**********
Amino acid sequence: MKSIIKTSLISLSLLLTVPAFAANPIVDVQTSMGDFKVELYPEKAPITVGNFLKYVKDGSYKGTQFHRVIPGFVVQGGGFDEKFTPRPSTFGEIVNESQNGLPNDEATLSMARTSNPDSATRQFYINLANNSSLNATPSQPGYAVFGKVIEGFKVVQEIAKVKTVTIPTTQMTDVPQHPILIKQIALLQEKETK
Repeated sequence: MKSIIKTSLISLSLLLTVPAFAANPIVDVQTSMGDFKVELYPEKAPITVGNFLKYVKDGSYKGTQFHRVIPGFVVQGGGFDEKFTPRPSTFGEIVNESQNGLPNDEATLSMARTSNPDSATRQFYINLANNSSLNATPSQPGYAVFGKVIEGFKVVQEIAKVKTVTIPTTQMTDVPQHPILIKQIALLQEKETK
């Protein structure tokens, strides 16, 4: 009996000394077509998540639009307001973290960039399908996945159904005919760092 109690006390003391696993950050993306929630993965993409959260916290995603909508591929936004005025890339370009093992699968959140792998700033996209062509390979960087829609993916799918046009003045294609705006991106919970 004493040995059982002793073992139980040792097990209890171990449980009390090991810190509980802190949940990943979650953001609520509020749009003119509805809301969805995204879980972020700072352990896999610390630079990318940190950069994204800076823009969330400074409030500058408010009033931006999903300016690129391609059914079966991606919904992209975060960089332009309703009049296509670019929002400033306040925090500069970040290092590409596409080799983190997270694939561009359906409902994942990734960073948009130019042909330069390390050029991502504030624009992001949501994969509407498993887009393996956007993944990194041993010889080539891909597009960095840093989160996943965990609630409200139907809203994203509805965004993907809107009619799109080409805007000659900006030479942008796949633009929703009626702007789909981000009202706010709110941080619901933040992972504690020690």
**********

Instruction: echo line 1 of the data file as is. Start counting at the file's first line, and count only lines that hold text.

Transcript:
Amino acid sequence: MKSIIKTSLISLSLLLTVPAFAANPIVDVQTSMGDFKVELYPEKAPITVGNFLKYVKDGSYKGTQFHRVIPGFVVQGGGFDEKFTPRPSTFGEIVNESQNGLPNDEATLSMARTSNPDSATRQFYINLANNSSLNATPSQPGYAVFGKVIEGFKVVQEIAKVKTVTIPTTQMTDVPQHPILIKQIALLQEKETK